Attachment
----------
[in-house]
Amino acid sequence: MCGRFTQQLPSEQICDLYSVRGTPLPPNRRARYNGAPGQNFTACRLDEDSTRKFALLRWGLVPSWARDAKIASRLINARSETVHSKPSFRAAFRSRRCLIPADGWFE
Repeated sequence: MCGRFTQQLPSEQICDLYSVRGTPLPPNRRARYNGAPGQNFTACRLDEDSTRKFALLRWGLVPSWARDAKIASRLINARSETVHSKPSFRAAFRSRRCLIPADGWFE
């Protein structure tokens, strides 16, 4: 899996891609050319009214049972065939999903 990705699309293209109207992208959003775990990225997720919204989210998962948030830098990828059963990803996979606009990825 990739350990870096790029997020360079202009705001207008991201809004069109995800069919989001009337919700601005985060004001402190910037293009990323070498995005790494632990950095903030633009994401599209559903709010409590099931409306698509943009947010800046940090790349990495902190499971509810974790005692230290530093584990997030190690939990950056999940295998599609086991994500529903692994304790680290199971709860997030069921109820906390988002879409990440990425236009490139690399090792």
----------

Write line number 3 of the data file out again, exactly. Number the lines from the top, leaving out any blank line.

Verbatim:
Repeated sequence: MCGRFTQQLPSEQICDLYSVRGTPLPPNRRARYNGAPGQNFTACRLDEDSTRKFALLRWGLVPSWARDAKIASRLINARSETVHSKPSFRAAFRSRRCLIPADGWFE